Once that happened, old lo-fidelity mono recordings (and the artists who made them) quickly began to disappear from the public consciousness. Anything that survives going forward will have to be reproducible in a way that sounds good. (And at the moment, the storage format with the longest life and the least chance of degrading over hundreds of years is still the vinyl record.)

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OK, so who does have a chance of musical immortality?

Elvis Presley used to be an excellent candidate, but to be honest, his music hasn’t aged all that well. The crass merchandising that followed his death in 1977 forever besmirched much of his musical legacy, turning him into a kitschy pop culture figure with less relevance to each subsequent generation.

Will his music live forever? He’ll be certainly noted in the history books as an innovator and musical pioneer, but will anyone be covering  “Don’t Be Cruel” in 2156?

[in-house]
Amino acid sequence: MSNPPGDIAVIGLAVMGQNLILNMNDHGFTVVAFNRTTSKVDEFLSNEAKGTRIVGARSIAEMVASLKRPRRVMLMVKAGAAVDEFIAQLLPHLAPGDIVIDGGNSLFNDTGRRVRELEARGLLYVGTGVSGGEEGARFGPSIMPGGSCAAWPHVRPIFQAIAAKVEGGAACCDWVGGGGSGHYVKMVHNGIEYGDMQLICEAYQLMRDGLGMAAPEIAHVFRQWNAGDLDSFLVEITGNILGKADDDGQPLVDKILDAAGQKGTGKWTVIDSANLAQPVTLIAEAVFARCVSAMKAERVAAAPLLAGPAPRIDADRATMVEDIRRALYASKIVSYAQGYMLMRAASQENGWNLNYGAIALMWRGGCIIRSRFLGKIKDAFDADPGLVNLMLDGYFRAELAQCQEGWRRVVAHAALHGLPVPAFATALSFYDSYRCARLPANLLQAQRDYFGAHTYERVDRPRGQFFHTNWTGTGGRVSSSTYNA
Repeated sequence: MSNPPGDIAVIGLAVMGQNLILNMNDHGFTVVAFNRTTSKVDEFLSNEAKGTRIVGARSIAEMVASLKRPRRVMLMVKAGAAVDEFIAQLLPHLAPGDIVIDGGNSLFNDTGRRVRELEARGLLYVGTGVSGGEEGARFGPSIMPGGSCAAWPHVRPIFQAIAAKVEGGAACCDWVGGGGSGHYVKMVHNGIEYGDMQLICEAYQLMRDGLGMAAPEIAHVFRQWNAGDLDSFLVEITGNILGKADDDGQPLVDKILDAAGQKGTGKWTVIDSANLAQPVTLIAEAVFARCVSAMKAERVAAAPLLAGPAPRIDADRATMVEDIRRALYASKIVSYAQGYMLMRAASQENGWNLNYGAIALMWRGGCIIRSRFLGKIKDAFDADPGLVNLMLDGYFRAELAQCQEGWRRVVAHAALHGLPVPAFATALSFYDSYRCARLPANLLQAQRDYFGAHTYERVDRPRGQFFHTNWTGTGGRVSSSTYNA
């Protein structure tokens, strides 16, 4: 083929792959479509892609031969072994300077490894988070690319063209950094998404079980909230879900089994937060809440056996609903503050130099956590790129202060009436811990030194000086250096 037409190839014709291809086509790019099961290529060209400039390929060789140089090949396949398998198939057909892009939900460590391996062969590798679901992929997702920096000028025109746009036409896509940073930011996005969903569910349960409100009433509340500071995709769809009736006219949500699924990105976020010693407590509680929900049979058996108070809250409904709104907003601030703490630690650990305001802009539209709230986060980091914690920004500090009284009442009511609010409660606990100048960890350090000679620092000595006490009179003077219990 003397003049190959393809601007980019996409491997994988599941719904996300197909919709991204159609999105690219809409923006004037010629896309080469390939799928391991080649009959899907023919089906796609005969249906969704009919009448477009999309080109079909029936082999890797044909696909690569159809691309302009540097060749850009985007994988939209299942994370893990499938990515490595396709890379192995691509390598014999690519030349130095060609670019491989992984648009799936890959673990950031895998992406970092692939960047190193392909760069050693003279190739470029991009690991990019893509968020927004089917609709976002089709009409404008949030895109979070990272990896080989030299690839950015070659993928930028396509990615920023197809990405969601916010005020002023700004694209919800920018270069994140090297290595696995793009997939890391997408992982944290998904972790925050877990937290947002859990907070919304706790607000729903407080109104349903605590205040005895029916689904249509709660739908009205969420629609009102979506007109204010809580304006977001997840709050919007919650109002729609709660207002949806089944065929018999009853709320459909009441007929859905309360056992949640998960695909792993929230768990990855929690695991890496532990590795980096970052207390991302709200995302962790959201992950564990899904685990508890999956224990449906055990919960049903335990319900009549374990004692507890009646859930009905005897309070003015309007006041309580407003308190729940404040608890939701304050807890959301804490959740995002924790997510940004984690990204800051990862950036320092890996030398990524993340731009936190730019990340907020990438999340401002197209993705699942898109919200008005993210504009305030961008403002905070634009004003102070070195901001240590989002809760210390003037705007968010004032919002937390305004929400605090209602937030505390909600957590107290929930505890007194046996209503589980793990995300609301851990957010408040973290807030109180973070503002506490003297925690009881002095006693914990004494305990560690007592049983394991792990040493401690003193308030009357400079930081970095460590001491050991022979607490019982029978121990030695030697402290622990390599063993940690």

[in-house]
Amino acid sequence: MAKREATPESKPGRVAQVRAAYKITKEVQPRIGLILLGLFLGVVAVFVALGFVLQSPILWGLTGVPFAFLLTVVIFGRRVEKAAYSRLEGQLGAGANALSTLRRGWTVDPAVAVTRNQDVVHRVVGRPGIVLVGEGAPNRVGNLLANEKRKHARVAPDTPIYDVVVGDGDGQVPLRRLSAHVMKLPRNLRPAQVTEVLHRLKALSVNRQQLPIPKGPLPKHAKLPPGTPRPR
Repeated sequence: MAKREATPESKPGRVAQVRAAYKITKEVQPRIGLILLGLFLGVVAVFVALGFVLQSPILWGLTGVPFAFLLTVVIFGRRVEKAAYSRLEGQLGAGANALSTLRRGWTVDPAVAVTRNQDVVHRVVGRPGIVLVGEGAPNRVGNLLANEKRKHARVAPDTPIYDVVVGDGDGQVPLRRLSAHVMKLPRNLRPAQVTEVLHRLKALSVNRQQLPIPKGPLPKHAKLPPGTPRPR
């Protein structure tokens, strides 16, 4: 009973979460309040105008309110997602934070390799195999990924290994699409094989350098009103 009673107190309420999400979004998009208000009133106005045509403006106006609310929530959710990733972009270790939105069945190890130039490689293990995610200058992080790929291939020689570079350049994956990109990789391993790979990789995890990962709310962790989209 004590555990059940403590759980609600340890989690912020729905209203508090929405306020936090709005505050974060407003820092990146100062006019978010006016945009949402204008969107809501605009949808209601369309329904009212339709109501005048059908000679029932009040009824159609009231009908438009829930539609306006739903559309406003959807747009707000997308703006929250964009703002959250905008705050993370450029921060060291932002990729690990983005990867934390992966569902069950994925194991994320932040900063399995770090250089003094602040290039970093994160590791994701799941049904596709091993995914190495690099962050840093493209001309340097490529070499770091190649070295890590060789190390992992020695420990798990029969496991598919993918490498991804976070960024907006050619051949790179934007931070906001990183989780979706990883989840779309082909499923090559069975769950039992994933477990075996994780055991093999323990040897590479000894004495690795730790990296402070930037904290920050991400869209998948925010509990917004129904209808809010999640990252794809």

How about the King of Pop? No one will ever sell more physical albums than Michael Jackson and there’s no doubt his body of musical work was both groundbreaking and influential. But he, too, has been tainted by events in his personal life, things that often overshadowed his music. And pop music is by its very nature transient and trendy. It’s possible that at least some of his music just won’t sound … right to future ears.

Given their massive cultural and societal impact, people might nominate songs from The Beatles’ canon to live forever. After all, it’s hard to imagine anyone 100 or 500 years from now not getting swept up in the glorious na-na-na-na coda of “Hey Jude.” And because of the insane amount of scholarship and documentation that continues to be generated around The Beatles more than 50 years after their breakup, there will be plenty to study for decades to come. A good bet, then.

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Bob Dylan might also be one of the immortals. As one of the pre-eminent songwriters of all time, he’s his own area of scholarship. There are Dylanologists around the world who study everything he’s done. Plus he’s the winner of a Nobel Prize. That helps.